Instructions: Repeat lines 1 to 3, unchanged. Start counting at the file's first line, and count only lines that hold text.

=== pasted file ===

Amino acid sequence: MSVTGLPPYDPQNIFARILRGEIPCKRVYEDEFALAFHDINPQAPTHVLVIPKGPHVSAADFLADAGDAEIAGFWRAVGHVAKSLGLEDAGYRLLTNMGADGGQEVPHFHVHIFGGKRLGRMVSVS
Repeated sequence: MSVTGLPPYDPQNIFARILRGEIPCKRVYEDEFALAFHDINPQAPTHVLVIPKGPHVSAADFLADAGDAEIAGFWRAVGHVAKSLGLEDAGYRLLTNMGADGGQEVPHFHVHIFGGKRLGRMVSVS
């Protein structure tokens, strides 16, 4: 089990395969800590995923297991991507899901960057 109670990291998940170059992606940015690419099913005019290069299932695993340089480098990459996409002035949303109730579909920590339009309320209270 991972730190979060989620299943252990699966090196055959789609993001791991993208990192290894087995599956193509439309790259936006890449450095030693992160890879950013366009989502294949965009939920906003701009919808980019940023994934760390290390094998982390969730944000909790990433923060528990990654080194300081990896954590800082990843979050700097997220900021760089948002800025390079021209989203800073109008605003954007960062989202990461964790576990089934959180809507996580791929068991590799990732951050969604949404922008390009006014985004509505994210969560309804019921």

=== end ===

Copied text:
Amino acid sequence: MSVTGLPPYDPQNIFARILRGEIPCKRVYEDEFALAFHDINPQAPTHVLVIPKGPHVSAADFLADAGDAEIAGFWRAVGHVAKSLGLEDAGYRLLTNMGADGGQEVPHFHVHIFGGKRLGRMVSVS
Repeated sequence: MSVTGLPPYDPQNIFARILRGEIPCKRVYEDEFALAFHDINPQAPTHVLVIPKGPHVSAADFLADAGDAEIAGFWRAVGHVAKSLGLEDAGYRLLTNMGADGGQEVPHFHVHIFGGKRLGRMVSVS
């Protein structure tokens, strides 16, 4: 089990395969800590995923297991991507899901960057 109670990291998940170059992606940015690419099913005019290069299932695993340089480098990459996409002035949303109730579909920590339009309320209270 991972730190979060989620299943252990699966090196055959789609993001791991993208990192290894087995599956193509439309790259936006890449450095030693992160890879950013366009989502294949965009939920906003701009919808980019940023994934760390290390094998982390969730944000909790990433923060528990990654080194300081990896954590800082990843979050700097997220900021760089948002800025390079021209989203800073109008605003954007960062989202990461964790576990089934959180809507996580791929068991590799990732951050969604949404922008390009006014985004509505994210969560309804019921």